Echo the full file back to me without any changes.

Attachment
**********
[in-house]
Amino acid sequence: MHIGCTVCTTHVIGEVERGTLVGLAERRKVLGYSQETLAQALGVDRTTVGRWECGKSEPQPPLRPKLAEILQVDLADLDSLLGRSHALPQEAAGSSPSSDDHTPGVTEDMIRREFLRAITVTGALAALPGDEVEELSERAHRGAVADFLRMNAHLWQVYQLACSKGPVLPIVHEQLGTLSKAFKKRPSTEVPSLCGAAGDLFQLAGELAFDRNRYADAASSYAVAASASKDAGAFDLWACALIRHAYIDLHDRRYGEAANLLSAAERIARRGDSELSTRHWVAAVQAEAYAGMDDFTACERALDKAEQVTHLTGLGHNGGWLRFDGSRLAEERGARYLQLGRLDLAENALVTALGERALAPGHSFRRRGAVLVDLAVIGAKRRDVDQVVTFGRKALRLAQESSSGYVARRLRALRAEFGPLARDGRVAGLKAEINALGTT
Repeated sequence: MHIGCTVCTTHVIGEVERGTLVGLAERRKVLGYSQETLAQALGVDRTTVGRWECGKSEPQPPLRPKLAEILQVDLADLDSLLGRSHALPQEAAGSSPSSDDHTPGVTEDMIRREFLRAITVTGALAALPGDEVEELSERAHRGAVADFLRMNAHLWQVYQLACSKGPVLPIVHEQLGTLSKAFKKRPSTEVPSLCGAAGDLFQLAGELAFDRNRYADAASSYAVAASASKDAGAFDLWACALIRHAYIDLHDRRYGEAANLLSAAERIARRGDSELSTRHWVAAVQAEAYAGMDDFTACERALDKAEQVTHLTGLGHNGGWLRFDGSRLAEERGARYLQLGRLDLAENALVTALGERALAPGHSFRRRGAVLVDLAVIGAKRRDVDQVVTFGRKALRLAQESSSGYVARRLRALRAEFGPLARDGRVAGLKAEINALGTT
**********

[in-house]
Amino acid sequence: MHIGCTVCTTHVIGEVERGTLVGLAERRKVLGYSQETLAQALGVDRTTVGRWECGKSEPQPPLRPKLAEILQVDLADLDSLLGRSHALPQEAAGSSPSSDDHTPGVTEDMIRREFLRAITVTGALAALPGDEVEELSERAHRGAVADFLRMNAHLWQVYQLACSKGPVLPIVHEQLGTLSKAFKKRPSTEVPSLCGAAGDLFQLAGELAFDRNRYADAASSYAVAASASKDAGAFDLWACALIRHAYIDLHDRRYGEAANLLSAAERIARRGDSELSTRHWVAAVQAEAYAGMDDFTACERALDKAEQVTHLTGLGHNGGWLRFDGSRLAEERGARYLQLGRLDLAENALVTALGERALAPGHSFRRRGAVLVDLAVIGAKRRDVDQVVTFGRKALRLAQESSSGYVARRLRALRAEFGPLARDGRVAGLKAEINALGTT
Repeated sequence: MHIGCTVCTTHVIGEVERGTLVGLAERRKVLGYSQETLAQALGVDRTTVGRWECGKSEPQPPLRPKLAEILQVDLADLDSLLGRSHALPQEAAGSSPSSDDHTPGVTEDMIRREFLRAITVTGALAALPGDEVEELSERAHRGAVADFLRMNAHLWQVYQLACSKGPVLPIVHEQLGTLSKAFKKRPSTEVPSLCGAAGDLFQLAGELAFDRNRYADAASSYAVAASASKDAGAFDLWACALIRHAYIDLHDRRYGEAANLLSAAERIARRGDSELSTRHWVAAVQAEAYAGMDDFTACERALDKAEQVTHLTGLGHNGGWLRFDGSRLAEERGARYLQLGRLDLAENALVTALGERALAPGHSFRRRGAVLVDLAVIGAKRRDVDQVVTFGRKALRLAQESSSGYVARRLRALRAEFGPLARDGRVAGLKAEINALGTT